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One of the best ways to experience New Mexico is through our amazing cuisine. With big bold flavors, unique combinations and mouth-watering taste, New Mexican food can satisfy any foodie. Whether you live in the state or just want to bring a part of your vacation home with you, this roundup of authentic New Mexican recipes will allow you to explore the State of Enchantment from your own home.
All recipes (unless otherwise noted) come from Tasting New Mexico by Cheryl Alters Jamison and Bill Jamison, four-time James Beard Award-winners for their cookbooks.
Executive chef at Pueblo Harvest Cafe in Albuquerque, is pioneering the next generation of New Mexican cuisine “new Native American.” New Mexico’s native communities inspire him to bring local history and traditional ingredients to life on the plate.
Chile – both Red and Green – is an essential ingredient in New Mexican cuisine.
Sure, you can buy them already prepped and ready to go but the real chef knows they taste much better when bought in season and doing it yourself is so much more economical. This article will give you everything you need to become a chile pro so you can take your cooking to the next level.
In New Mexico, a cheeseburger isn't complete until it's topped with green chile. Enjoy a delicious twist on a classic green chile cheeseburger with these Green Chile Lamb Burgers
This is another staple in New Mexican cooking.
Use the sauce in enchiladas, burritos, tamales, or smothered on top of basically anything. This sauce will keep up to 6 days refrigerated and freezes well.
This molten melding of chile, cheese, and corn tortillas is not your ordinary meal. These enchiladas are filling enough to stand on their own – unlike in most places, in New Mexico the tortillas are generally stacked rather than rolled which makes the dish more substantial.
This dish is hearty enough to warm you on a cold winter night.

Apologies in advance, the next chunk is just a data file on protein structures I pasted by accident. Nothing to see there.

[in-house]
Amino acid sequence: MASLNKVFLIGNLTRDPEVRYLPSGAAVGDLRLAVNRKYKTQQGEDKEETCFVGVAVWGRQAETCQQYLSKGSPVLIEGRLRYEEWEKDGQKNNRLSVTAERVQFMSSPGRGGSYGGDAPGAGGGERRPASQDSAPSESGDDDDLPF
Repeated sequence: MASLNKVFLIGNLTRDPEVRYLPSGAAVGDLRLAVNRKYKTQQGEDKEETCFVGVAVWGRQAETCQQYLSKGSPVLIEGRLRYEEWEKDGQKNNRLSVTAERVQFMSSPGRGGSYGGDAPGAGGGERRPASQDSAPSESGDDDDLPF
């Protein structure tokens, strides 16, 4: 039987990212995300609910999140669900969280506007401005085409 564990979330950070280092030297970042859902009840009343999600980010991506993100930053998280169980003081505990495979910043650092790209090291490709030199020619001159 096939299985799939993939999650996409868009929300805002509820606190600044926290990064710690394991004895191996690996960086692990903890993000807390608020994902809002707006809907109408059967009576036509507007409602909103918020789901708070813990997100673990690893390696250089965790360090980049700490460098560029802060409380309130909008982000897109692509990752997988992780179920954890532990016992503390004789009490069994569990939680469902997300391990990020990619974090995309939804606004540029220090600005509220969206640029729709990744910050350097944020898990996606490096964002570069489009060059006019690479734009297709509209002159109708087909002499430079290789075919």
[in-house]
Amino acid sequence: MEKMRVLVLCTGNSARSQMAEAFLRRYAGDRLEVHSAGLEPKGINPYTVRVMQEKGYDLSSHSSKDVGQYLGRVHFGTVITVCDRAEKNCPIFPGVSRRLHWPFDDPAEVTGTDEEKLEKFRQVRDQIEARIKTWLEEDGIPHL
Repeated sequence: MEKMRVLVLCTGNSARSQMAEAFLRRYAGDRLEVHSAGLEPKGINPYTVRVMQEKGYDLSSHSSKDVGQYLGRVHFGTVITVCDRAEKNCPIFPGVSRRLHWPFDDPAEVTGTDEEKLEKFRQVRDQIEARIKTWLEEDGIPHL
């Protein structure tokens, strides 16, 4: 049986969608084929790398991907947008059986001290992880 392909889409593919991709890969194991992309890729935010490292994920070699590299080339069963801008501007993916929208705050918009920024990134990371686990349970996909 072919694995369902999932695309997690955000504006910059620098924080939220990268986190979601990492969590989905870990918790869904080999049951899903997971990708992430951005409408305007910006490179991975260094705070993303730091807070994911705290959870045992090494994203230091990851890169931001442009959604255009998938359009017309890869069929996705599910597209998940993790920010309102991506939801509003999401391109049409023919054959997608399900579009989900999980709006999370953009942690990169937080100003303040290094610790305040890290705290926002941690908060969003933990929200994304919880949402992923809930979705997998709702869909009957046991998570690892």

Be warned: it’s not your average stew. This dish will bring the unique and bold flavors of New Mexico right to your kitchen table. Serve it with a warmed stack of flour tortillas or homemade cornbread.
New Mexico boasts two distinct styles of chiles rellenos.
Many visitors probably wouldn’t notice the difference—it mostly boils down to the batter—but in the state it can get contentious.
This savory New Mexican stew is almost always served on Saint’s Day feasts at the pueblos and at Christmas and New Year’s gatherings of families and friends. You can also enjoy it for dinner as a side for enchiladas.
This meatball soup specialty has roots that go back to Spain.
While very popular as a home dish, often for holidays or homecomings, it is rarely seen on restaurant menus.
The go-to fresh vegetable preparation in New Mexico.
It always contains summer squash, usually with corn and green chile for extra flavor and texture. Preparing calabacitas is fast, easy, and forgiving so feel free to make it your own.
A true breakfast staple in New Mexico!
This is not your typical breakfast burrito; the green chile sauce takes it to a whole new level. After eating this, you will never be able to go back.
AKA warm and toasty deep-fried poofs of hot dough. Need we say more?
Sopaipillas have a place at every New Mexican table. Whether they’re served as a side to the entre or with the dessert course makes no matter. When it comes to Sopaipillas you can’t go wrong. Follow this authentic recipe, pour some honey on em and eat them whenever you like.
They have simple yet rich flavors – cinnamon, sugar and anise – that melt in your mouth. These cookies are essential to weddings, graduations, and anniversaries and of course the Holidays.
This creamy, silky flan makes a cooling finish to a spicy New Mexican meal.
It’s only 6 ingredients and gets its light yet firm texture from egg yolks rather than gelatin. So it’s easy and vegetarian friendly! Enjoy.
Haute Diggity: Try These Gourmet Dogs: The humble hot dog has learned some new tricks. Here’s where to find its uptown cousins—and how to make them.
Meaty Chimayó Hot Sauce: This remix of the Garbage Plate hot dog topper, made famous in Rochester, NY, gets a New Mexican kick from Chimayó red chile.